For studying feedbacks on millennial timescales or longer, one possible solution is to use Earth system models with coarser spatial resolution, allowing for faster simulations (Brunetti and Ragon2023; Brunetti et al.2019; Ferreira et al.2011; Hawkins et al.2011), or Earth system models of intermediate complexity (EMICs, Claussen et al.2002). A downside of these models is that the interactions between tipping elements are necessarily less realistic and some nonlinear processes need to be parameterized at sub-grid level. In particular, EMICs are faster than GCMs of comparable spatial resolution, since they make use of some approximations in the representation of the atmosphere and/or ocean dynamics and can, for instance, be applied to investigate climate–ice sheet interactions on multi-millennial timescales (Willeit et al.2022; Quiquet et al.2021; Choudhury et al.2020).

An alternative technique to speed up complex models, and therefore enable them to explore feedbacks on longer timescales, is offline (asynchronous) coupling, which has been applied to represent vegetation–climate (Betts et al.1997; De Noblet et al.1996; Claussen1994) and ice sheet–climate interactions (Scherrenberg et al.2023; Pohl et al.2016; Herrington and Poulsen2011; Pollard2010). One example of asynchronous coupling is when the atmosphere evolves with fixed vegetation cover and eventually the latter is updated to the equilibrium conditions of the former (Foley et al.1998). However, despite being less computationally expensive, feedback mechanisms and thus tipping phenomena and cascades are better represented when dynamical (synchronous) coupling is implemented (Drüke et al.2021; Fisher et al.2018; Fyke et al.2018; Bonan et al.2003).

It is important to note that such complex process-based models with sufficient integration of tipping elements (e.g., in EMICs or GCMs) are now starting to become available, for instance when ice sheet models are dynamically integrated in Earth system models or when new versions of EMICs are developed (Pöppelmeier et al.2023; Willeit et al.2022; Kreuzer et al.2021). This will open up new possibilities for the simulation of cascading transitions.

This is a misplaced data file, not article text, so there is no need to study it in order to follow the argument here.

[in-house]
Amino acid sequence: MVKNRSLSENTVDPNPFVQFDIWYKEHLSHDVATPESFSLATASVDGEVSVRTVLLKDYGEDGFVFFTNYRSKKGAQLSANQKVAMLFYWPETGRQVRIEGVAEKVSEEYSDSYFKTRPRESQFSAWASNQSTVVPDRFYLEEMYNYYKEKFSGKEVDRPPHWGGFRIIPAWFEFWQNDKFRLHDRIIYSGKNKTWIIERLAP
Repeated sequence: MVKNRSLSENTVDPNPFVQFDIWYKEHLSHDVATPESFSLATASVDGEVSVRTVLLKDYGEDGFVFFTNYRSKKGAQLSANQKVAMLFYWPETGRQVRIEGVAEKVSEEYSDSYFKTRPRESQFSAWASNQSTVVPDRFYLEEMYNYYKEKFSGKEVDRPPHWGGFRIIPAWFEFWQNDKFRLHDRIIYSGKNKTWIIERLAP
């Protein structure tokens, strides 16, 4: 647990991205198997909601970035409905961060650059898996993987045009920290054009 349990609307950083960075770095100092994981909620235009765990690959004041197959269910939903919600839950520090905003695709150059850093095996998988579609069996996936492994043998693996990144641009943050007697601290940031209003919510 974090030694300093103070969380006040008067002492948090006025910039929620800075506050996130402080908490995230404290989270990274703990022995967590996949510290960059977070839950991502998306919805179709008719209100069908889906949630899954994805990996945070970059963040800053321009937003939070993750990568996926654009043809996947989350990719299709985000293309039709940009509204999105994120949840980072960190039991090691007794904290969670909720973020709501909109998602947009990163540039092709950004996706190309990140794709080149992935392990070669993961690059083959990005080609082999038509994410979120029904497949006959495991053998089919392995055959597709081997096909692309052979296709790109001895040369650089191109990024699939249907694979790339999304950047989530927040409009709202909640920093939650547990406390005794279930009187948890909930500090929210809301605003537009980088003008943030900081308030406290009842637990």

Tipping phenomena and cascades at the regional scale, however, may be investigated with different approaches (Bastiaansen et al.2022). For instance, they can be investigated using observation-based simulations coupled to energy or hydrological balance models at high spatial resolution as has been done for tipping cascades in the Amazon rainforest (Wunderling et al.2022). Regional implementations of ice shelf–ocean interaction exist to obtain improved estimates of basal melt and to include small-scale processes, like the presence of ocean eddies (Dinniman et al.2016) that can affect the overall stability of the system and potentially intensify transitions or cascades. It is indeed possible to run regional climate models (RCMs) (Noël et al.2018; Rae et al.2012) at horizontal grid resolutions of a few kilometers, thus providing more accurate spatiotemporal distributions of climatic variables like precipitation and temperature than GCMs. An alternative modeling framework is to apply grid refinement over a specified region of interest in a GCM, which avoids inconsistencies between the different dynamical cores and physical parameterizations used in RCMs and GCMs, and (more importantly for tipping phenomena or cascades) it allows for two-way interactions between the refinement region and the global domain (van Kampenhout et al.2019). With such regionalized modeling approaches it could be possible to empirically detect local to super-regional (cascading) regime shifts (Rocha et al.2018).

Also, more conceptual approaches based on differential equations or box models are frequently used for studying tipping events and cascades for present-day climate and paleoclimates (Lohmann et al.2021; Wunderling et al.2021b; Wood et al.2019; Boers et al.2018). While such models offer a unique way of unraveling the complex dynamics of interacting tipping elements, it is not guaranteed that results of conceptual models can be confirmed by complex models, since the former consider only a limited subset of dynamical variables and nonlinear processes of the climate system (Bathiany et al.2016). For example, simple models that do not include space are suggested to overpredict the existence of tipping points, while spatial pattern formation phenomena might prevent such tipping when space is explicitly included (Rietkerk et al.2021).